Thus, the assembling and firing of a perforating gun embodying this invention is accomplished in a more efficient manner which also provides a much higher degree of safety for the well personnel than has heretofore been possible. Additionally, the method and apparatus of this invention effectively prevents the firing of the shaped charges whenever the perforating gun housing has been penetrated by well fluids.

Further advantages of the invention will be readily apparent to those skilled in the art from the following detailed description, taken in conjunction with the annexed sheets of drawings, on which are shown several preferred embodiments of the invention.

BRIEF DESCRIPTION OF THE DRAWINGS

FIGS. 1A and 1B collectively represent a vertical sectional view of a multisection well perforating gun embodying this invention.

FIG. 2 is an enlarged scale sectional view taken on the plane 2--2 of FIG. 1A.

FIGS. 3A and 3B are views similar to FIGS. 1A and 1B respectively, but representing a still further modification of this invention wherein the firing mechanism is disposed at the well surface.

FIG. 4 is a view similar to FIG. 2 but representing an alternative embodiment of this invention.

DESCRIPTION OF THE PREFERRED EMBODIMENT

Referring to FIGS. 1A and 1B, there is shown an assembled, multisection perforating gun 10. As is conventional, the perforating gun 10 terminates at its upper end in a firing head 11 which is threadably connected by external threads 11a to the lower end of well conduit C. Internal threads 11b are provided at the lower end of firing head 11 for connection to a booster chamber sub 12. O-rings 12a sealably secure this threaded connection. Booster chamber sub 12 is in turn connected by external threads 12b to a cylindrical housing 13. O-ring seal 12c effects the sealing of this threaded connection.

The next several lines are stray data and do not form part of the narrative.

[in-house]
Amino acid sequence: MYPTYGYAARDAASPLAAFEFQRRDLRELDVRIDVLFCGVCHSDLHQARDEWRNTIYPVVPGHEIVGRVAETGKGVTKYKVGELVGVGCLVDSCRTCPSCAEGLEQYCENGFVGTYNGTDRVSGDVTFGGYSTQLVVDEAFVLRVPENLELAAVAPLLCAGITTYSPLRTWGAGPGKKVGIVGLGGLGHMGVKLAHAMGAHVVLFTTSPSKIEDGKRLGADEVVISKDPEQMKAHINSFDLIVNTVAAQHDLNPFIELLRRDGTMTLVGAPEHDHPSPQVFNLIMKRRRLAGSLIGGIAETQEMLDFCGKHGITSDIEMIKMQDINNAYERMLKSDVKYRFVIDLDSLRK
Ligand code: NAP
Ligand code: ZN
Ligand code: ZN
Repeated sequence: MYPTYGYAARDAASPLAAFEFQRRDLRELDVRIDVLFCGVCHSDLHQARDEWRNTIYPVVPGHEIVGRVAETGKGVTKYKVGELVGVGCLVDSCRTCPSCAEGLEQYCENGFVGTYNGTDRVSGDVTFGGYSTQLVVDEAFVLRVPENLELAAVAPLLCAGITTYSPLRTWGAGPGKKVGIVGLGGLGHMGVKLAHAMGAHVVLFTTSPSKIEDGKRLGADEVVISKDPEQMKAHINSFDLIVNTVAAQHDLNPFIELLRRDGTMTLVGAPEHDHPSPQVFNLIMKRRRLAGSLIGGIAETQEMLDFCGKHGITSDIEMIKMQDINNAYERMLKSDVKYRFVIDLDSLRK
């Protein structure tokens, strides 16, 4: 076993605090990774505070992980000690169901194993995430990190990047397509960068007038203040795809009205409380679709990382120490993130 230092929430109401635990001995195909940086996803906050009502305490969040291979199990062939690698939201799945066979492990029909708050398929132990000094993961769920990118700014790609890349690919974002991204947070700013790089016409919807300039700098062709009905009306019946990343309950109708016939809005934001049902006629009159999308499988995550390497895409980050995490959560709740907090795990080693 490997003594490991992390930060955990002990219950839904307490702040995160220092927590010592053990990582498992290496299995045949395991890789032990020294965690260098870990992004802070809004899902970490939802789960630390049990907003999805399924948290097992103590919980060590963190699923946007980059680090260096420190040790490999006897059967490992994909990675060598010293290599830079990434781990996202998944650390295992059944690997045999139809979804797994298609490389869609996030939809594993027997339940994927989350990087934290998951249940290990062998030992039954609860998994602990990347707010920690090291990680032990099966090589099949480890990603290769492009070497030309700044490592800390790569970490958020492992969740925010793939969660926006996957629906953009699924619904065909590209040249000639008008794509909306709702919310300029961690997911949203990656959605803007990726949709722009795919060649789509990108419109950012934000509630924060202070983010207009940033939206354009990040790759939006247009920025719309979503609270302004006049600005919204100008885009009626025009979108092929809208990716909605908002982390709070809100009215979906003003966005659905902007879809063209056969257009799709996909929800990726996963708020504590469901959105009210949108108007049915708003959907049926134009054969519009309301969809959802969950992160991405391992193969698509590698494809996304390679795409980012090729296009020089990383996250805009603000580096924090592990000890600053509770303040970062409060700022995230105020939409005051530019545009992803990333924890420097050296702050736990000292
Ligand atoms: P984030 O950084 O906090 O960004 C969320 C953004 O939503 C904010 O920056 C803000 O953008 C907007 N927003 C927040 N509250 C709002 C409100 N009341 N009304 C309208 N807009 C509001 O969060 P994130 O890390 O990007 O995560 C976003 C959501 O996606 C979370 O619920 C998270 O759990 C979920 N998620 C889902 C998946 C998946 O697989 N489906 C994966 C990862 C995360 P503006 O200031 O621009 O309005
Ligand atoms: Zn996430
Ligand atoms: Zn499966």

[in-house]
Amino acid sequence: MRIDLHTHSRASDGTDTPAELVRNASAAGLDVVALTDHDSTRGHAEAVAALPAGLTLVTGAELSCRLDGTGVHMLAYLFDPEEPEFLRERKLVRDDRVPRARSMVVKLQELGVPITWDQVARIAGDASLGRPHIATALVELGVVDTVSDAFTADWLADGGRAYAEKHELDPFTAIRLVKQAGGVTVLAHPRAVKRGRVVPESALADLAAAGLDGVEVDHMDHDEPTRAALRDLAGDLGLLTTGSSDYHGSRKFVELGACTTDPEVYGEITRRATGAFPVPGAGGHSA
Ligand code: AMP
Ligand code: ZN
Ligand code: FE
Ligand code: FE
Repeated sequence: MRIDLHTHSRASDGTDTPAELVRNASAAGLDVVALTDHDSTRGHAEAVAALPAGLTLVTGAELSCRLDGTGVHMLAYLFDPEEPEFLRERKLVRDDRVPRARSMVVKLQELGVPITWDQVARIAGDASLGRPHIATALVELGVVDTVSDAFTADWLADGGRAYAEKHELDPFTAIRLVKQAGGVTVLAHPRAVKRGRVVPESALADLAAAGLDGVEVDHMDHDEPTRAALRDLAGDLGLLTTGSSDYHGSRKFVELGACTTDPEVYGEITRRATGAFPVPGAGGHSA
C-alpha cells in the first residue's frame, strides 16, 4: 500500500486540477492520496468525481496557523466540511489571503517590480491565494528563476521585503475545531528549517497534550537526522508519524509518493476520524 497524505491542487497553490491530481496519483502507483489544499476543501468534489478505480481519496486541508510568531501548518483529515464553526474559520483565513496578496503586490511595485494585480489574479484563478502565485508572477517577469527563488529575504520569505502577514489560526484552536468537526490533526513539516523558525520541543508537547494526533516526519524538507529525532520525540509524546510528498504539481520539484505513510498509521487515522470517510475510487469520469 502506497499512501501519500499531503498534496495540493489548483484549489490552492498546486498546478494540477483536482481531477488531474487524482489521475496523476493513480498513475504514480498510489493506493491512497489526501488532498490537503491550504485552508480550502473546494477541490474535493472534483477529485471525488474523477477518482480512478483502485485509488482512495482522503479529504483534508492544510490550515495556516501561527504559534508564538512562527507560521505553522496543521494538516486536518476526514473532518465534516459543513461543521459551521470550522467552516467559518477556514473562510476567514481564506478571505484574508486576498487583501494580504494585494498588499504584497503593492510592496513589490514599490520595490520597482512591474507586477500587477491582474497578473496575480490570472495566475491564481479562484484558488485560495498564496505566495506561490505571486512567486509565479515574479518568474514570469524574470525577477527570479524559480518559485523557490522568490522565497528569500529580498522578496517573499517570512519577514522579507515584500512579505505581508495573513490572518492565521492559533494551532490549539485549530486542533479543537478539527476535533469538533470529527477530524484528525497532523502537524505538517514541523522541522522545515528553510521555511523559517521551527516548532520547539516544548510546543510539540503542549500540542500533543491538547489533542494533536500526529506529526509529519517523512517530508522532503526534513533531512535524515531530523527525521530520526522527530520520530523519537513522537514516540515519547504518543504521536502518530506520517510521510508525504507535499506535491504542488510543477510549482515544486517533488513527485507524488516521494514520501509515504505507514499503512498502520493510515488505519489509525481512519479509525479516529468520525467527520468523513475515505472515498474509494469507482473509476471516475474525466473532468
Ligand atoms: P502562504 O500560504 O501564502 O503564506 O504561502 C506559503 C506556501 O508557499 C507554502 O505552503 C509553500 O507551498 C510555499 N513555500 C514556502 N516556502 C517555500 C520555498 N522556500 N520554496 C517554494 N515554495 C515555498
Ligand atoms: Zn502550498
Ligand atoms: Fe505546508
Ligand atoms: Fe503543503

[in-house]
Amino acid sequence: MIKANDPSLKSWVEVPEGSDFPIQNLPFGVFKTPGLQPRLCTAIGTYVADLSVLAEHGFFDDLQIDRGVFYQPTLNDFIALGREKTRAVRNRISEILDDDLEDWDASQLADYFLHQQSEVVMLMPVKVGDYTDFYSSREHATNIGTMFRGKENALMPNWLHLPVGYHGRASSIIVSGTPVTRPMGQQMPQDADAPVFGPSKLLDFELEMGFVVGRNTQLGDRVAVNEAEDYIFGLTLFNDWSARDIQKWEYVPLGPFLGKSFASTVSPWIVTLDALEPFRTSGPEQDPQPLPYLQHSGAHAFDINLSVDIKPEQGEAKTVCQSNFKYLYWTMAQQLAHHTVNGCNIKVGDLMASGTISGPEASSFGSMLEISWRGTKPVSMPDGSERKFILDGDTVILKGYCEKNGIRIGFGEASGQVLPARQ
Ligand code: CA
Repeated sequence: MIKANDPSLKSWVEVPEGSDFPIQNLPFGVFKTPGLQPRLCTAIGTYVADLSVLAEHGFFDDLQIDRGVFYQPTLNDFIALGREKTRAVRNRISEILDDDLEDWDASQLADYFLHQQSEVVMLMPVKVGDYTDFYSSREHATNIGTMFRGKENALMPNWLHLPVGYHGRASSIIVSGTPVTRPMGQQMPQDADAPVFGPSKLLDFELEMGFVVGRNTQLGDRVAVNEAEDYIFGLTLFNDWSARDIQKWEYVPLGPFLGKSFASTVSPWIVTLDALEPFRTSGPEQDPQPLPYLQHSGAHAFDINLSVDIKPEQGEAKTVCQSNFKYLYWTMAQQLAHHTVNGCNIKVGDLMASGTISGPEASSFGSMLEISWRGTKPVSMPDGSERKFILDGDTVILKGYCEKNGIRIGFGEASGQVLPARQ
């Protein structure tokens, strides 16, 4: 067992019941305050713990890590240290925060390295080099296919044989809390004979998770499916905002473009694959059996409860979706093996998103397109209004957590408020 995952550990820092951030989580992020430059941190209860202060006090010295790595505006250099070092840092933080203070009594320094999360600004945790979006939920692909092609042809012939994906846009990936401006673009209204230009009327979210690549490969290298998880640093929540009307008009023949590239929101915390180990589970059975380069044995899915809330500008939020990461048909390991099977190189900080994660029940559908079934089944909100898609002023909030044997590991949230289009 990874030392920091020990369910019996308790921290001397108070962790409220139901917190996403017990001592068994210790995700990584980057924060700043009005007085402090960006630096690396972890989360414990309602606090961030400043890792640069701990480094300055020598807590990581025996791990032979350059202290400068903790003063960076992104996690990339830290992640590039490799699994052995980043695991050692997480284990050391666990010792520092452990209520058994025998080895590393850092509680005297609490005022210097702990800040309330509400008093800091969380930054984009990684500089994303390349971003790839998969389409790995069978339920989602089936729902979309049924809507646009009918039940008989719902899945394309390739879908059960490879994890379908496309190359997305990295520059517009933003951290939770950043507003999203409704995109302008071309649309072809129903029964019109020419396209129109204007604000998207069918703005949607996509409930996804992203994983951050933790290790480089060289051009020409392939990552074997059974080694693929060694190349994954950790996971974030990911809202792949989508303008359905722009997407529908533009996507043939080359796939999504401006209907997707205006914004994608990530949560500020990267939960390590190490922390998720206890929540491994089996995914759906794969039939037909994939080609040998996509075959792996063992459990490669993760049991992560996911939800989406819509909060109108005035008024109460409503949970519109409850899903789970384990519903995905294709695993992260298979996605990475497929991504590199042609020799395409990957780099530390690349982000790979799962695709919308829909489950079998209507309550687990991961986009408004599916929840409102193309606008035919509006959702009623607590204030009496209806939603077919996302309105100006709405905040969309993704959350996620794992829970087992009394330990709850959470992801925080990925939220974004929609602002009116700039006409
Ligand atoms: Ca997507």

The cylindrical housing 13 comprises one section of a multisection perforating gun. Each gun section is substantially identical, comprising the cylindrical housing 13 which is internally threaded at both its upper and lower ends for interconnection by externally threaded hollow nipples 15 and sealed by O-rings 15b and 15c. Each housing section 13 is preferably limited in length to about ten feet and, since perforating guns often require a total length in excess of one hundred feet, it is readily apparent that a large number of sections must be sealably interconnected in vertically stacked relationship. Each nipple is provided with an axial bore 15f so any fluid leaking into the assembly proceeds to the bottom of the gun.

The lowermost housing section 13 is provided at its bottom end with a solid plug 16 which has external threads 16c for engaging the internal threads in the lowermost housing section 13 and mounts O-ring seal 16b for sealing the threaded connection. Plug 16 defines an upwardly open chamber or well 16a within which a thin-walled container 17 containing a booster charge 20 is positioned. Container 17 is provided with one or more apertures 17a to provide fluid communication with the interior of the perforating gun housing. Hence, any well fluids inadvertently leaking into any of the housing sections 13 will collect in the plug chamber 16c and penetrate the booster charge 20 through the apertures 17a.

A plurality of vertically and angularly spaced shaped charge containers 25 are mounted within each housing section 13. The specific manner of mounting such charges forms no part of this invention and they may be either sealably mounted in the walls of the housing sections 13 or, as illustrated in FIGS. 1A and 1B, may be mounted in vertically spaced apertures 14a provided in the walls of a polygonal tubular carrier 14 which is concentrically positioned within the interior of each tubular housing section 13. For example, the bottom end of each polygonal carrier 14 may rest on the top surface of the hollow connecting nipples 15. An elastomeric washer 18 is positioned between the top end of carrier 14 and the bottom surface of nipple 15 or sub 12 in the case of the top gun section. Each shaped charge container 25 is provided with an enlarged flange 25a and this flange is held in the respective aperture in the carrier 14 by blind rivets 26 in the manner described in detail in co-pending application Ser. No. 432,481, filed Oct. 4, 1982, and assigned to the Assignee of this application.